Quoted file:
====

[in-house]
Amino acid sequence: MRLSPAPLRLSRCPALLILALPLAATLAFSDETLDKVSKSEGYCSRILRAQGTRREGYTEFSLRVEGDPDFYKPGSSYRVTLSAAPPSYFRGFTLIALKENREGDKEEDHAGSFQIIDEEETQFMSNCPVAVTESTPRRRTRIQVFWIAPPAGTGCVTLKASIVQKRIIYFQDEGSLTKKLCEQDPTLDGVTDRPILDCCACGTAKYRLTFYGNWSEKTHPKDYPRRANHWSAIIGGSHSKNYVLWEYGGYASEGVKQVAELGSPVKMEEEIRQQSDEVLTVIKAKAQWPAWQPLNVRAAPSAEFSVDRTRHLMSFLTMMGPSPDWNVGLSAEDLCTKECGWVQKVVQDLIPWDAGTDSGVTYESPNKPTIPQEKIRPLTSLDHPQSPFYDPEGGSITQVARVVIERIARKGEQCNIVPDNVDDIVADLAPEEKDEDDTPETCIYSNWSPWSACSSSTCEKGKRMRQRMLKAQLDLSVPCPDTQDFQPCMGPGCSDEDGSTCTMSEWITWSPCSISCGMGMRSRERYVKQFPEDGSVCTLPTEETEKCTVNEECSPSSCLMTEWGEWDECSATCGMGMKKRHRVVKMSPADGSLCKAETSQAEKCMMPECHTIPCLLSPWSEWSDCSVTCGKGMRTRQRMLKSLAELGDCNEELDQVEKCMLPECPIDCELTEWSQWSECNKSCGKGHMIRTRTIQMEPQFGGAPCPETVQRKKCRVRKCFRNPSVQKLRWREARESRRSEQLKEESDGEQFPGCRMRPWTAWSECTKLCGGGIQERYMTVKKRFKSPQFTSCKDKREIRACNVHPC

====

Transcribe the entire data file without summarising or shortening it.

[in-house]
Amino acid sequence: MRLSPAPLRLSRCPALLILALPLAATLAFSDETLDKVSKSEGYCSRILRAQGTRREGYTEFSLRVEGDPDFYKPGSSYRVTLSAAPPSYFRGFTLIALKENREGDKEEDHAGSFQIIDEEETQFMSNCPVAVTESTPRRRTRIQVFWIAPPAGTGCVTLKASIVQKRIIYFQDEGSLTKKLCEQDPTLDGVTDRPILDCCACGTAKYRLTFYGNWSEKTHPKDYPRRANHWSAIIGGSHSKNYVLWEYGGYASEGVKQVAELGSPVKMEEEIRQQSDEVLTVIKAKAQWPAWQPLNVRAAPSAEFSVDRTRHLMSFLTMMGPSPDWNVGLSAEDLCTKECGWVQKVVQDLIPWDAGTDSGVTYESPNKPTIPQEKIRPLTSLDHPQSPFYDPEGGSITQVARVVIERIARKGEQCNIVPDNVDDIVADLAPEEKDEDDTPETCIYSNWSPWSACSSSTCEKGKRMRQRMLKAQLDLSVPCPDTQDFQPCMGPGCSDEDGSTCTMSEWITWSPCSISCGMGMRSRERYVKQFPEDGSVCTLPTEETEKCTVNEECSPSSCLMTEWGEWDECSATCGMGMKKRHRVVKMSPADGSLCKAETSQAEKCMMPECHTIPCLLSPWSEWSDCSVTCGKGMRTRQRMLKSLAELGDCNEELDQVEKCMLPECPIDCELTEWSQWSECNKSCGKGHMIRTRTIQMEPQFGGAPCPETVQRKKCRVRKCFRNPSVQKLRWREARESRRSEQLKEESDGEQFPGCRMRPWTAWSECTKLCGGGIQERYMTVKKRFKSPQFTSCKDKREIRACNVHPC